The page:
Understanding the benefits of weighted blankets is the first step to determining if you need to make the investment. The concept of adding weight to a blanket originated in the mental health industry as professionals realized that distributing weight across the body had a calming or soothing effect on many patients in a state of emotional distress.
Parents and professionals working with autistic children caught onto this trend, and many caretakers started adding seeds, beans, rocks and other items to homemade blankets. Many of these materials are problematic and limited the lifespan of each blanket, which is why professionally made blankets are now designed with glass beads and other objects that are safer and longer lasting.
Today, the benefits of these blankets extend beyond the mental health and autistic communities. Let’s explore some of the biggest advantages so that you can determine whether you need one or not.
One small study that included 32 adults resting under 30-pound blankets while lying down found that more than 60 percent of participants felt less anxiety while under the blanket. More than 70 percent of participants experienced a calming effect, which agrees with many anecdotal accounts from people around the world who also use weighted blankets to calm anxiety.
These blankets offer a form of touch-pressure therapy that you can apply for yourself at home or even while traveling away from home. One scientific study found that college students suffering from anxiety perceived a greater sense of relaxation while under a weighted device even if there were no internal signs of deeper relaxation.
It is also believed that these blankets increase serotonin levels, which is also a well-known benefit of massage and other forms of touch therapy. Serotonin is the “feel good” hormone that soothes the body, lowers blood pressure and reduces anxiety.
Heavy blankets are commonly used by people with chronic or occasional insomnia because of the relaxing impact of touch therapy. Even if you don’t suffer from anxiety, you may use this type of blanket to help you fall asleep and stay asleep all night. This applies at home if you suffer from insomnia, or you might take the blanket while traveling to help you sleep while in hotel rooms or other away-from-home environments.
Research has shown that many people are able to sleep deeper and for longer periods of time when a weighted blanket is used. One study measured for sleep quality through internal measures and found that participants were less active while using the blanket. The participants reported in sleep diaries that they were able to fall asleep faster and stayed asleep for longer periods of time while using the blanket. They also believed that their quality of sleep improved with the blanket.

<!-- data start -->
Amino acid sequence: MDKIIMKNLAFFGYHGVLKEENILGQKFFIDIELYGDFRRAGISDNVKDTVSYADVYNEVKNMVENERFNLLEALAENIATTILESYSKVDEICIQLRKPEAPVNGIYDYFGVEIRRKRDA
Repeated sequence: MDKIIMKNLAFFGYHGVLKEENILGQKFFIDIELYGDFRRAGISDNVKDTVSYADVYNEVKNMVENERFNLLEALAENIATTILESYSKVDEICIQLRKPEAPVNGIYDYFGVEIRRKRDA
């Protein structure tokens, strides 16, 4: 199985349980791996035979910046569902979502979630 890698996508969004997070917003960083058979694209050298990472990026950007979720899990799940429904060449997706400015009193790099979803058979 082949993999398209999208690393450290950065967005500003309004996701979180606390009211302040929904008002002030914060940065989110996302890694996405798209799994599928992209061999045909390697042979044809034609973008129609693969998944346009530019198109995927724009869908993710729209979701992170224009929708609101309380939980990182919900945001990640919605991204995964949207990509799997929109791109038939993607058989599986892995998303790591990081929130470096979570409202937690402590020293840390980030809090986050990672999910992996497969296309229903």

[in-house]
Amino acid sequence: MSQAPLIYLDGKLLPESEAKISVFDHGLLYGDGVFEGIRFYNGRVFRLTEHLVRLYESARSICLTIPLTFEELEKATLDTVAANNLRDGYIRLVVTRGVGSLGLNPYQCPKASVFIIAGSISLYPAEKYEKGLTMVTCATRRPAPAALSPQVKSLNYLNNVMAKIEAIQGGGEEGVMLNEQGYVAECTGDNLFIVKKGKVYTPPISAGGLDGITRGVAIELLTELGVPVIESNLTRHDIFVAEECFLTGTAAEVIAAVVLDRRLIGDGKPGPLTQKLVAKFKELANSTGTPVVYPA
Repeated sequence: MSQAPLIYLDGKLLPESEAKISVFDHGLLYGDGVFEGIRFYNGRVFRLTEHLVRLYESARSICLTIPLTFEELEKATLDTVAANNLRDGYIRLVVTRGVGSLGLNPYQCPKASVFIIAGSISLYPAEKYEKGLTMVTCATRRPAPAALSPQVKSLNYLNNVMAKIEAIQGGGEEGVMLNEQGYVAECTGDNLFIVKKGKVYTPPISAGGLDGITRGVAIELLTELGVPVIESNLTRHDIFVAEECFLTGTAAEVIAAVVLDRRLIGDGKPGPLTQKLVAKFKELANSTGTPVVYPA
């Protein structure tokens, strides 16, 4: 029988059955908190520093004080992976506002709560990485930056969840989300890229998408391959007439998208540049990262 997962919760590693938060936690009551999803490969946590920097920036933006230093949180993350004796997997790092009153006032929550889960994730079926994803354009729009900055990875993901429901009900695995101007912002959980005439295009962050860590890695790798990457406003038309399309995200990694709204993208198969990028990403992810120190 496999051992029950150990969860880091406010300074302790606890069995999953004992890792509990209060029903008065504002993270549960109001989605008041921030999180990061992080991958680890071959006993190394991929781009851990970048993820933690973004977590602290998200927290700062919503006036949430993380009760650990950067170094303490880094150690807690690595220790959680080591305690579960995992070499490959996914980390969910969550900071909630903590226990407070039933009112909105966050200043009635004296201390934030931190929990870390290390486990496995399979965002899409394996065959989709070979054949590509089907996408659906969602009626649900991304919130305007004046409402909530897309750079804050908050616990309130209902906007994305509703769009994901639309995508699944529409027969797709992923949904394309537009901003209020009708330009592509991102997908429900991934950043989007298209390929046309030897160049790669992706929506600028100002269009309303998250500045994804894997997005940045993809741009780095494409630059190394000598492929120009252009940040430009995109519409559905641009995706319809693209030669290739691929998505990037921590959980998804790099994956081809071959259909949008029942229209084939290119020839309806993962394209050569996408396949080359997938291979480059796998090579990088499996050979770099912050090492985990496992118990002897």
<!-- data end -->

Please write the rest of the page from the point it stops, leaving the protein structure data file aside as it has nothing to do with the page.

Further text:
There are many studies surfacing that prove the application of gentle pressure can help kids with ADHD sit still and focus for longer periods of time. One study found that weighted vests allowed children to sit still longer while improving their productivity on educational tasks. Weighted blankets can have the same impact although they are worn in a different manner.
This can benefit adults as well as children of all ages, and you can use a blanket instead of or in addition to a weighted vest. Sitting with the blanket on your lap or wrapping it around your shoulders may help you relax and focus while doing homework, reading a book or working from home.
If the benefits of weighted blankets suggest that you or someone you love could benefit from having one on hand, it’s time to start shopping. There are a lot of colors and patterns available, but there are some features that are even more important:
If you find weighted blankets soothing, consider keeping them around the house for maximum enjoyment. When used for mental health or medical benefits, it’s common for users to keep one on the bed, one in a vehicle and one on the couch or wherever the person enjoys cuddling up to watch TV or read.
Muse is a brain-sensing technology that synthesizes traditional psychotherapy with mindfulness theory and yoga. It is used around the world by neuroscientists, researchers, health professionals, and projects in hospitals and universities including NASA, The Mayo Clinic, UCL, MIT and many more.
Muse -- to improve sleep and manage stress.